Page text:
David Shepherd: News Blog

Journalist's Notebook

Video Shows Hundreds of Asian Carp in the Wabash River (WTWO – NBC 2)

By David Shepherd [dshepherd@wtwo.com] – Sunday, August 15, 2010

WTWO / David Shepherd Video Report (Click Here)

TERRE HAUTE, IN  –  It appears Asian Carp have invaded Valley waterways.  Video shot by an amateur photographer and river enthusiast shows how incredible and dangerous these aquatic nuisances can be.

“They’re strong,” says amateur photographer Brendan Kearns.  “They’re very healthy fish.  When they get on here they’re fighting for their own life.  They want to get off this boat.”

Kearns’ video shows dozens of carp flying through the air, hitting the boat and members of his crew.  While Kearns admits shooting these amazing images was fun, these fish can be very dangerous.

CLICK HERE to see the full video on purplepug.com

“You see fish jumping like that, yeah, it’s neat, but when you feel the energy of them hitting the boat, it sounds like, ‘BANG’ like that.  It scares you.”

As Kearns’ video spreads across the internet and TV,  many are getting an idea of why wildlife experts didn’t want these fish here in the first place.

Kearns explains, “It’s unfortunate we’re seeing it here on the Wabash.”

For tour boat companies, business is booming.  They say everyone wants to see the Asian Carp.

But for those, like Kearns, who fish along the banks of the Wabash, an Asian Carp is far from what they want to see.

Asian Carp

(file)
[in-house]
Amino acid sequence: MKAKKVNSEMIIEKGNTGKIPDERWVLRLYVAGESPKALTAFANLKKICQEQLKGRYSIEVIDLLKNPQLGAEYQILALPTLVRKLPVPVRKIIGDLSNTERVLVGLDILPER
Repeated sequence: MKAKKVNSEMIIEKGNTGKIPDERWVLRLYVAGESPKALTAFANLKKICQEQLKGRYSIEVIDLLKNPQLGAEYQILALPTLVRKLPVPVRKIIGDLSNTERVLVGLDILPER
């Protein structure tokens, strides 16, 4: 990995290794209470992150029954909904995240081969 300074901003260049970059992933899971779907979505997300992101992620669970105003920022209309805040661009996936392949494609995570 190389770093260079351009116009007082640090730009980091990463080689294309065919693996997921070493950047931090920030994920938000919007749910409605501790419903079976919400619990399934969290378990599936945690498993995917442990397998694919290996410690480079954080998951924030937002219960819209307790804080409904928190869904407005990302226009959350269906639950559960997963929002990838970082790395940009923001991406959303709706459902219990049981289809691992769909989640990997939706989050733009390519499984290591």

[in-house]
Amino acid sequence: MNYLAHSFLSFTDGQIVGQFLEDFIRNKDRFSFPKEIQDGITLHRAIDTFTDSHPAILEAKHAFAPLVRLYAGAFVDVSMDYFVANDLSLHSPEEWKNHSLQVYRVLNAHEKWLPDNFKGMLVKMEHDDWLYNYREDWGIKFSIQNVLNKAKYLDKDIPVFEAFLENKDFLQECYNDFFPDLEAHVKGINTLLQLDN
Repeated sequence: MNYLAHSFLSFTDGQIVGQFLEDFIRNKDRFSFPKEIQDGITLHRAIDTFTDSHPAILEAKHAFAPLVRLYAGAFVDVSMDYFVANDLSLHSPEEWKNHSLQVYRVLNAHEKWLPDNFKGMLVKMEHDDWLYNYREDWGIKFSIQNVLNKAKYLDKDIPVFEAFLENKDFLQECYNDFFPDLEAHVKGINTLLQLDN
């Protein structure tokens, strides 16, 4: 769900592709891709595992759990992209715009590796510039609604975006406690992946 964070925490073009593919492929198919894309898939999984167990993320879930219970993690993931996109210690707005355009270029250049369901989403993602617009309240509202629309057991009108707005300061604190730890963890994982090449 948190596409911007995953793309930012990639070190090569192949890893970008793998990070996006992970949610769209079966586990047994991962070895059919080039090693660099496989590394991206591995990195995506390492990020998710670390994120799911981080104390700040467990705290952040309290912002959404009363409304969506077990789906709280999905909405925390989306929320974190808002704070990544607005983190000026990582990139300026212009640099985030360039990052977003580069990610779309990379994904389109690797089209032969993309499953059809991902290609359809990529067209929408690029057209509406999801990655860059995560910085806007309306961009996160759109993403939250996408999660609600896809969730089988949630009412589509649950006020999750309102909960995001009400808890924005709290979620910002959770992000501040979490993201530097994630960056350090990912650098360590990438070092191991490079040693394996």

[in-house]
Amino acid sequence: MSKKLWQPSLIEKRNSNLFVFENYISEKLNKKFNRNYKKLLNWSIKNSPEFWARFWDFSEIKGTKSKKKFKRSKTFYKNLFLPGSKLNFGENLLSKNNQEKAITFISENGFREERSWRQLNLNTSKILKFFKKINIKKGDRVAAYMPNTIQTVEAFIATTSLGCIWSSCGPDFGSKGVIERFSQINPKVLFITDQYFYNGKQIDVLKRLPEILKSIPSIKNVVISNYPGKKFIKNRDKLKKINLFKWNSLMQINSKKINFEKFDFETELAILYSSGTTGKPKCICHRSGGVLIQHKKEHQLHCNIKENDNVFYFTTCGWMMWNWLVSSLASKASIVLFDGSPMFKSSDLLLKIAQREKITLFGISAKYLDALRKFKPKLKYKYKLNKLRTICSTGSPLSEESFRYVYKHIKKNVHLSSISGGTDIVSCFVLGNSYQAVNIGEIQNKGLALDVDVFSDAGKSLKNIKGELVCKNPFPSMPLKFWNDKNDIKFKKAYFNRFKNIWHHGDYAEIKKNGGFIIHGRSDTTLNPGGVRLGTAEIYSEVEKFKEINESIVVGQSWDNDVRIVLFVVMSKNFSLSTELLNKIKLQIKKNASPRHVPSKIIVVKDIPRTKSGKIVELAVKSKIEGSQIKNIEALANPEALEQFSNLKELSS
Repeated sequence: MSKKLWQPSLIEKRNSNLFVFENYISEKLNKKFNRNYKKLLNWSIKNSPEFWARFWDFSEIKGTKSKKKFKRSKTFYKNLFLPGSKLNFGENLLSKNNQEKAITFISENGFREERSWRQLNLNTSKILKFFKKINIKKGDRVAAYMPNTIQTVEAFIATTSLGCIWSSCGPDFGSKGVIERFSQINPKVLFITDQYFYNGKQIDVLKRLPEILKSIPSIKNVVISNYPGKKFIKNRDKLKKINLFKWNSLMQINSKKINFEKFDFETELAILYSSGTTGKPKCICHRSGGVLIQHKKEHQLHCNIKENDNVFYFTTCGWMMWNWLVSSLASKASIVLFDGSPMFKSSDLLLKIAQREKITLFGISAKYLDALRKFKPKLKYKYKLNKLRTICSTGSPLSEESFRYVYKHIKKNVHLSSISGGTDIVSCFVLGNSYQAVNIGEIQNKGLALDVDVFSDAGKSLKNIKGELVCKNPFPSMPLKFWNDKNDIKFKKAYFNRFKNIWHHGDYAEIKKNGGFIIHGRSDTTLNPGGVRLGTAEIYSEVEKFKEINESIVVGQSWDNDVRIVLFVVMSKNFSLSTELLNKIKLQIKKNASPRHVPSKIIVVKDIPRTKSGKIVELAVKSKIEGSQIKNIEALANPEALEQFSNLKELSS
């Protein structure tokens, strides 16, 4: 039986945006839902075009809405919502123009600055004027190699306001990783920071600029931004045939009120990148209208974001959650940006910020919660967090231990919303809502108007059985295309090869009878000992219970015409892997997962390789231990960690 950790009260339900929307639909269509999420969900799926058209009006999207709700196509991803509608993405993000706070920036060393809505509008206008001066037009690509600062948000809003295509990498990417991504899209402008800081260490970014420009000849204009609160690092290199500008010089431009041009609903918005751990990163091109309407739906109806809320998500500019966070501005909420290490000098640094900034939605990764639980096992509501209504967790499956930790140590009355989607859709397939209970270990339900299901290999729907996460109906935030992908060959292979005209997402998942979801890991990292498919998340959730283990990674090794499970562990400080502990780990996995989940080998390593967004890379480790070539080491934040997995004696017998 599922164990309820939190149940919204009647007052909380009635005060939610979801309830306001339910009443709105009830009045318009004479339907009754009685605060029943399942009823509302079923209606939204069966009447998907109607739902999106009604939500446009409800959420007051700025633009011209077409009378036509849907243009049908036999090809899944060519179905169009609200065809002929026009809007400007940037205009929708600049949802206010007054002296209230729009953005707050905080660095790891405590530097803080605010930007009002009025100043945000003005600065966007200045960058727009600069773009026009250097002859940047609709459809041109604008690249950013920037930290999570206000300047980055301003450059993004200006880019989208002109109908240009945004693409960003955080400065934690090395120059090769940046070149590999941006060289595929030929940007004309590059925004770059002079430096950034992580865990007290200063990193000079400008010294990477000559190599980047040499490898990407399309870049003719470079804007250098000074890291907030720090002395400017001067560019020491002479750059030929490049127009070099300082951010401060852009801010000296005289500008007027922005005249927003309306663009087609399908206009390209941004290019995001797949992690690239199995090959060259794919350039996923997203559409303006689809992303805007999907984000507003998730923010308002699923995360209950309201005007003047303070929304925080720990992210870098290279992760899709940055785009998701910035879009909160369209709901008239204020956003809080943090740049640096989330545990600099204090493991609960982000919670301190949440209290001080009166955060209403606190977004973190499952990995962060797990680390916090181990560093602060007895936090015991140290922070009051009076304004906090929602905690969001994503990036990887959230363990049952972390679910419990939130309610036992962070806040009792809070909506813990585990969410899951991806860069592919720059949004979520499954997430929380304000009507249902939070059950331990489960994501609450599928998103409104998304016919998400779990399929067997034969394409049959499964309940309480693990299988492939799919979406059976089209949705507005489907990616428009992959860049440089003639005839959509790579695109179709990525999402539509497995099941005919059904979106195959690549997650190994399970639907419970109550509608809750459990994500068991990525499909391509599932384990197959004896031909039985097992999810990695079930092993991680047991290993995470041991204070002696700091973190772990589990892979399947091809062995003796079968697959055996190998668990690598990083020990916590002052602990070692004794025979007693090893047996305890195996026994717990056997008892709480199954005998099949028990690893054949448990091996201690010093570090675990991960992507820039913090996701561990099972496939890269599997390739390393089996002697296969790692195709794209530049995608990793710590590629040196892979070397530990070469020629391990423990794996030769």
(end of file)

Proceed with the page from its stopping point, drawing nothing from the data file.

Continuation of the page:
“If they start getting up in Mansfield, Raccoon Lake; If you start seeing these fish in public waters where people go to recreate:  I couldn’t imagine pulling your kids on a tube and these fish jump up and hit them.  It’s going to be bad.”

Kearns continued, “Imagine a 15 – 20 pound bean bag slugging you upside the face going that speed.  You’re going to be hurt.”

The Carp isn’t just dangerous for those who like to relax on the open water.  Kearns explains fish and wildlife can be affected as well.

“They multiply so fast they’re basically taking over the waterways.”

The Asian Carp has been cultivated in Chinese aquaculture for over a thousand years.

But here in the United States, the Carp take over waterways, eating anything it can,  and producing at a rate much higher than other fish.

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August 15, 2010 - Posted by | News & Current Events | , , , , , , , , , , ,

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